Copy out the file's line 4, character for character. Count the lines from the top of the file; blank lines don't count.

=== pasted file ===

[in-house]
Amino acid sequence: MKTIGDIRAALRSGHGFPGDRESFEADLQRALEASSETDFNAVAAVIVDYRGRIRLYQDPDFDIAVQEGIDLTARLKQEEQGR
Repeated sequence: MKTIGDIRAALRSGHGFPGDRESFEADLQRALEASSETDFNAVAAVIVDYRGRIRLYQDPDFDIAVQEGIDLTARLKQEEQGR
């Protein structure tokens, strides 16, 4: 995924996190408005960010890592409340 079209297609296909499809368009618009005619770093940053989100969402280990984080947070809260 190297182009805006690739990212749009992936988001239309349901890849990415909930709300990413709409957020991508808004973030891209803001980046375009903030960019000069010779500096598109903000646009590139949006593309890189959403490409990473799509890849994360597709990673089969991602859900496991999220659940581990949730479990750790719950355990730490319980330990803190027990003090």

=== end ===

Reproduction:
């Protein structure tokens, strides 16, 4: 995924996190408005960010890592409340 079209297609296909499809368009618009005619770093940053989100969402280990984080947070809260 190297182009805006690739990212749009992936988001239309349901890849990415909930709300990413709409957020991508808004973030891209803001980046375009903030960019000069010779500096598109903000646009590139949006593309890189959403490409990473799509890849994360597709990673089969991602859900496991999220659940581990949730479990750790719950355990730490319980330990803190027990003090």